The culprit is an arcane provision in the rules many states have adopted for how utility companies handle "distributed generation," any system of small-scale power installations, usually solar arrays, that generates electricity at homes or businesses and hooks up with the main electric grid. The regulation requires that once distributed energy reaches 15 percent of peak demand on a local circuit, anyone wanting to add more solar must carry out a lengthy and costly review of the project's ability to connect with the grid.

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  #93  
Old Posted Dec 26, 2011, 6:21 PM
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While they could change the amount to a high fixed percentage of the lowest daytime demand, doing much else could really make things worse rather than better without wholescale redesign of the grid methinks.
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  #94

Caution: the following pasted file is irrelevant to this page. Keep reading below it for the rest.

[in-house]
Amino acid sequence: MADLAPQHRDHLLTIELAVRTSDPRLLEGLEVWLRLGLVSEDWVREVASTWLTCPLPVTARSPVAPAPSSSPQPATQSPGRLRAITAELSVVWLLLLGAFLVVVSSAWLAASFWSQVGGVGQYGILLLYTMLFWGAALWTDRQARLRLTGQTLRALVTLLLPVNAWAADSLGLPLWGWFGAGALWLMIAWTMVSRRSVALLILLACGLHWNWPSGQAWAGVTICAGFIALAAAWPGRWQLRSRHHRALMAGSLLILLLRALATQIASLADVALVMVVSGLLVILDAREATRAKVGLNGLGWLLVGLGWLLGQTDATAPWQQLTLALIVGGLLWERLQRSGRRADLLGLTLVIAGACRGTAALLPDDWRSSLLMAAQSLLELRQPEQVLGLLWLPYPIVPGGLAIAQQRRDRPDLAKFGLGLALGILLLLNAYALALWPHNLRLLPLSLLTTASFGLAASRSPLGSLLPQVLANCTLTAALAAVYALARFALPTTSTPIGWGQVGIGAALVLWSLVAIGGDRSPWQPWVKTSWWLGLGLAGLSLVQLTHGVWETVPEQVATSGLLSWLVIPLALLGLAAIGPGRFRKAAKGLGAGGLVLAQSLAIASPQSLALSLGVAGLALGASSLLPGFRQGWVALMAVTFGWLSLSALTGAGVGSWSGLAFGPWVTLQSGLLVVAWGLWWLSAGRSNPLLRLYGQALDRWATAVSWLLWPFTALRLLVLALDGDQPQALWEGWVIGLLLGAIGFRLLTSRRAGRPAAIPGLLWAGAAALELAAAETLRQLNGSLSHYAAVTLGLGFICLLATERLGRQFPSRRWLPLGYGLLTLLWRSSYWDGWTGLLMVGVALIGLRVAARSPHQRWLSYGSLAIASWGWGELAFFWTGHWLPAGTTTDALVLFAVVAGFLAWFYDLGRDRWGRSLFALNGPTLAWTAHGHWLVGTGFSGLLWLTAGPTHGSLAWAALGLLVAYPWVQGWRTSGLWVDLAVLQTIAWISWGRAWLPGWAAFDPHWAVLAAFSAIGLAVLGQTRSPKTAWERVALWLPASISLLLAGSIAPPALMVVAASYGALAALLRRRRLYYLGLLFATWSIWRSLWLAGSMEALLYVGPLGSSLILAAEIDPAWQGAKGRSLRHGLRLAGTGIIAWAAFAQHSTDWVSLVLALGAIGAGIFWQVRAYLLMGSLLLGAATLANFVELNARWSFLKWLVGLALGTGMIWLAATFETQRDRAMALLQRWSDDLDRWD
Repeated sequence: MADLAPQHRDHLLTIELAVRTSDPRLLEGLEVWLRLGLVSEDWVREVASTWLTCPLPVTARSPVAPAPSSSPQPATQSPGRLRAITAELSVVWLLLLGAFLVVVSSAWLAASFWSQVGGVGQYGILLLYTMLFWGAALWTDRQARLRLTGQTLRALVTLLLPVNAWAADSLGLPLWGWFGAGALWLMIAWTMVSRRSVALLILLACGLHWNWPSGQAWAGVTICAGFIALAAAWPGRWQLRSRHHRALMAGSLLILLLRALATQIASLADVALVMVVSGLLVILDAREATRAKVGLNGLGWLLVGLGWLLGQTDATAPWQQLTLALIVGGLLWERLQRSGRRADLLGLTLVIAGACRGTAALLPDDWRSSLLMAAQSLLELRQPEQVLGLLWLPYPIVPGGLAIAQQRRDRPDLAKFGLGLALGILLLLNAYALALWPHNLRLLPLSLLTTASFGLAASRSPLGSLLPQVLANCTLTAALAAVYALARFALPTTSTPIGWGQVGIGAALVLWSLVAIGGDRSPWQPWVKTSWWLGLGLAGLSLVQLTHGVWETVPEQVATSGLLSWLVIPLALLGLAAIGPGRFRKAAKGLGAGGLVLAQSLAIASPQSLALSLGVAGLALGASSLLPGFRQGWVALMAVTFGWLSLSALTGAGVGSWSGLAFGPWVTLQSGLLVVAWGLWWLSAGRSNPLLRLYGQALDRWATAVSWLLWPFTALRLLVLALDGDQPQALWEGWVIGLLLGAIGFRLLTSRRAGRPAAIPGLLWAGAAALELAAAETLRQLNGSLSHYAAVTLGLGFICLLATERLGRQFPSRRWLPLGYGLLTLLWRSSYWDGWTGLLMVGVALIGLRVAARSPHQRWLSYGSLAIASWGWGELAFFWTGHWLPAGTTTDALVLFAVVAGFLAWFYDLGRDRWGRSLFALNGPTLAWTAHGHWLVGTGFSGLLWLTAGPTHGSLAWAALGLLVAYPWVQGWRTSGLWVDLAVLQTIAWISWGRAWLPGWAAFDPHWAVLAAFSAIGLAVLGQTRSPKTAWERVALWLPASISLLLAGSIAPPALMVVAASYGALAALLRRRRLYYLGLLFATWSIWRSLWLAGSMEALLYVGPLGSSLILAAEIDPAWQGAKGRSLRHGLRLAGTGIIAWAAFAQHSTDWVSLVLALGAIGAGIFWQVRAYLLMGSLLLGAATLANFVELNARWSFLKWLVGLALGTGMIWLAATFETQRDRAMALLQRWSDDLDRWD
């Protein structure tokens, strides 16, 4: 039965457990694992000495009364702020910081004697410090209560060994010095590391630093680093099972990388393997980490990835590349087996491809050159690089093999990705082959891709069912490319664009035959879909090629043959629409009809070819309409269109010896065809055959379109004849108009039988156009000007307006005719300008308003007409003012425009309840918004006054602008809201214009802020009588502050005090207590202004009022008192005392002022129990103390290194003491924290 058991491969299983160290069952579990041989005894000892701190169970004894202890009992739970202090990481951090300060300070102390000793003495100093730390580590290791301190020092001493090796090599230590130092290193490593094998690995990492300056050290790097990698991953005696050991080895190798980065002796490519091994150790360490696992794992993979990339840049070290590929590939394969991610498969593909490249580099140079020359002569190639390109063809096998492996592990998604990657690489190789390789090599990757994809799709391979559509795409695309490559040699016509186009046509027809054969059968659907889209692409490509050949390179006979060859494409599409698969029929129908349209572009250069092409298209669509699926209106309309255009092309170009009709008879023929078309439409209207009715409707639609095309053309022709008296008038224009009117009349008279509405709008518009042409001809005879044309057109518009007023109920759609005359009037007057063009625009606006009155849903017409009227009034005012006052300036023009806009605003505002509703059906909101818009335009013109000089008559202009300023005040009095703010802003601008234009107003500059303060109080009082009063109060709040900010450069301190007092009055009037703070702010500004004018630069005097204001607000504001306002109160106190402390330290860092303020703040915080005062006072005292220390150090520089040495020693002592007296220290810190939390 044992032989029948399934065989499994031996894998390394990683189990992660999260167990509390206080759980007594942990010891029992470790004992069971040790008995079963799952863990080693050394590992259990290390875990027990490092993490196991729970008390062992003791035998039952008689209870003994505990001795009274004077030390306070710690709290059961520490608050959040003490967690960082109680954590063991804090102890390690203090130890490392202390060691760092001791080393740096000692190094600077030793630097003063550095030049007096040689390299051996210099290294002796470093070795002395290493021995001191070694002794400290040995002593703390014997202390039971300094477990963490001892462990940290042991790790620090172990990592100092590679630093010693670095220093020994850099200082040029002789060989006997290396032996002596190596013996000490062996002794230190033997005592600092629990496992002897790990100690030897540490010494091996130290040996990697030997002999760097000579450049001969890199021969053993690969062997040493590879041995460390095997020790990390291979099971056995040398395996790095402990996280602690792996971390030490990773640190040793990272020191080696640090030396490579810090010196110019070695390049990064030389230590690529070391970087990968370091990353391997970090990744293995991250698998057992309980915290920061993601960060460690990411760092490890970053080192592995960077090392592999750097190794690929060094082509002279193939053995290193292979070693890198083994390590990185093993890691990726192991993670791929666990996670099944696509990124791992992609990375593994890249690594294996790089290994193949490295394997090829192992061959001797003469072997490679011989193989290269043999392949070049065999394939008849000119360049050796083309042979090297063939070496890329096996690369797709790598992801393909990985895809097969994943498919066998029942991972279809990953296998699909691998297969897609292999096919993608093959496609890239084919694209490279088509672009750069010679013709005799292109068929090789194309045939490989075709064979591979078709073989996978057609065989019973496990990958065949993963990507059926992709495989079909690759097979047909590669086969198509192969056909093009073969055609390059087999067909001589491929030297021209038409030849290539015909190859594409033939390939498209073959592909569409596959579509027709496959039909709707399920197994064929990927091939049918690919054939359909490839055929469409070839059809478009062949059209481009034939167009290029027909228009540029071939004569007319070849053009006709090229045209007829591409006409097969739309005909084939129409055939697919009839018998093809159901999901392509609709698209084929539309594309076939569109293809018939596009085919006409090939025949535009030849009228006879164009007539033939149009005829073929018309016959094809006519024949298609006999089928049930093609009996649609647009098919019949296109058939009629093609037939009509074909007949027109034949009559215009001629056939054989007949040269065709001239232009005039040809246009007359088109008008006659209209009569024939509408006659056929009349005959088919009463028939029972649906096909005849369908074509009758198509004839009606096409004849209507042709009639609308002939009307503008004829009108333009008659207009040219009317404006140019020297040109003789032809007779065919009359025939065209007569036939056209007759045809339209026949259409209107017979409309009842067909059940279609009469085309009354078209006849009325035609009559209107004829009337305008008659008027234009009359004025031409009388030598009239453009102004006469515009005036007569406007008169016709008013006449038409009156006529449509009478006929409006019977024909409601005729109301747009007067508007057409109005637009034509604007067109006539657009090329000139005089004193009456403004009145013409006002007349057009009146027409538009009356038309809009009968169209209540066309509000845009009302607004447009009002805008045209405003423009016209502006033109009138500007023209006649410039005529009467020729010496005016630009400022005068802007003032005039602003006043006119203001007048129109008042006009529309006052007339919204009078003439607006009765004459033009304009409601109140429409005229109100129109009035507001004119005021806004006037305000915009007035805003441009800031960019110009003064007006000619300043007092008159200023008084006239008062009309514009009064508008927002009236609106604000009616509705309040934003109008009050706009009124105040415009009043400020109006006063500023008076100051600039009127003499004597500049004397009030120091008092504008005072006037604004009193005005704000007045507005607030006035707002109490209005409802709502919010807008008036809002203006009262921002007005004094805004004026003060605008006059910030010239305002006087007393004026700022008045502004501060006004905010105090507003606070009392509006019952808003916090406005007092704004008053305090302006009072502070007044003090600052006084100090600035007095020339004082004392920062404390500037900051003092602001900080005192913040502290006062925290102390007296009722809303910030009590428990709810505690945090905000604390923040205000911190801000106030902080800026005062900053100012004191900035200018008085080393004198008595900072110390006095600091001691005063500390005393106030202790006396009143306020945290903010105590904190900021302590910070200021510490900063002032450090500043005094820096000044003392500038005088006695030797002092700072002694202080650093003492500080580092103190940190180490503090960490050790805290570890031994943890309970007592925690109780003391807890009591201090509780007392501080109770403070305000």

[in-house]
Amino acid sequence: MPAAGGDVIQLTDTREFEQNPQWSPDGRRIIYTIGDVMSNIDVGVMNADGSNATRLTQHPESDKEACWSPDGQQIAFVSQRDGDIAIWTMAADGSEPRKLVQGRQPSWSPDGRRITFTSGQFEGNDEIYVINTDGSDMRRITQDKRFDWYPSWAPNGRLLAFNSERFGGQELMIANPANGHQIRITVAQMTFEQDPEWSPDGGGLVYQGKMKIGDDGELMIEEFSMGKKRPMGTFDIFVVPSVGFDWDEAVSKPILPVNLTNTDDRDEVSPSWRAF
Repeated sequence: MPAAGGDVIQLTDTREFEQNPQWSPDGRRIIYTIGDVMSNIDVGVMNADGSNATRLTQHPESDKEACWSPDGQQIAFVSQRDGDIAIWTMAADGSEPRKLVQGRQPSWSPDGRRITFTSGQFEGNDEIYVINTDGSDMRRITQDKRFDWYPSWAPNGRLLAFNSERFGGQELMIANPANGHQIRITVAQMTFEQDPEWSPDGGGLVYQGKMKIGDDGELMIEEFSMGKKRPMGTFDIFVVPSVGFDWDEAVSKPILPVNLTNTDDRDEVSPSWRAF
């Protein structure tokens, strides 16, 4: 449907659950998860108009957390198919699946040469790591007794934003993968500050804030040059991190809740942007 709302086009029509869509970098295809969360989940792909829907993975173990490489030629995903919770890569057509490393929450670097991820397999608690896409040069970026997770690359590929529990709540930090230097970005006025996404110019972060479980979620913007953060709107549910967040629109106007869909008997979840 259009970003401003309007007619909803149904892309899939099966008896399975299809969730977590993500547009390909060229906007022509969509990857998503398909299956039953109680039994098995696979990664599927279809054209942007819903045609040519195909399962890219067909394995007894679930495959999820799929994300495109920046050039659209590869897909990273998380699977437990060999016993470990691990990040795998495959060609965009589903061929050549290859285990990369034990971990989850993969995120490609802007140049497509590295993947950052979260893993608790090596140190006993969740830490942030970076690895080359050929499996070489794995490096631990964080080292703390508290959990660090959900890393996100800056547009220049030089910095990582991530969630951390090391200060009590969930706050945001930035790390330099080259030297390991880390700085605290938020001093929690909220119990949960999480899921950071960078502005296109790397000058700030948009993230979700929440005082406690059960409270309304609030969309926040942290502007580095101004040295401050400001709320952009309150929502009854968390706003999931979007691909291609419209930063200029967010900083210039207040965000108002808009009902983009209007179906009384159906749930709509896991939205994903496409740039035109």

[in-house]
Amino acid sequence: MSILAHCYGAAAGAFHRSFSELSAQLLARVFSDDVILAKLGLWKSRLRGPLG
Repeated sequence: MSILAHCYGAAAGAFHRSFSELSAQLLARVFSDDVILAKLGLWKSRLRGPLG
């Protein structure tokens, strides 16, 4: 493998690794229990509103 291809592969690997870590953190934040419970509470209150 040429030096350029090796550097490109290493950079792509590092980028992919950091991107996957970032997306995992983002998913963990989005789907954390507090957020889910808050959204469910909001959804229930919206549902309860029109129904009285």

Old Posted Jan 9, 2012, 7:44 AM
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As if solar panel is small it might be worth looking into using a rig similar. I am seeking good used solar panels around my area that can be purchased at a reasonable price. We are hoping that someone can help us. Both of us are disabled so and are trying to get away from the grid. Can anyone help or give advice? Thanks!!

solar systems california
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  #95  
Old Posted Jan 20, 2012, 5:58 AM
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We mainly supply all kinds of solar power, PV module, solar cell, monocrystalline solar panel. The 5 LED lamp will provide many hours of bright light. The lamp comes with a rechargeable battery that can be charged with the included solar panel.
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  #96  
Old Posted Feb 4, 2012, 5:27 PM
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UT Biosolar Breakthrough Promises Cheap, Easy Green Electricity
Posted on February 2, 2012 9:22 am

KNOXVILLE—Barry D. Bruce, professor of biochemistry, cellular and molecular biology, at the University of Tennessee, Knoxville, is turning the term “power plant” on its head. The biochemist and a team of researchers have developed a system that taps into photosynthetic processes to produce efficient and inexpensive energy.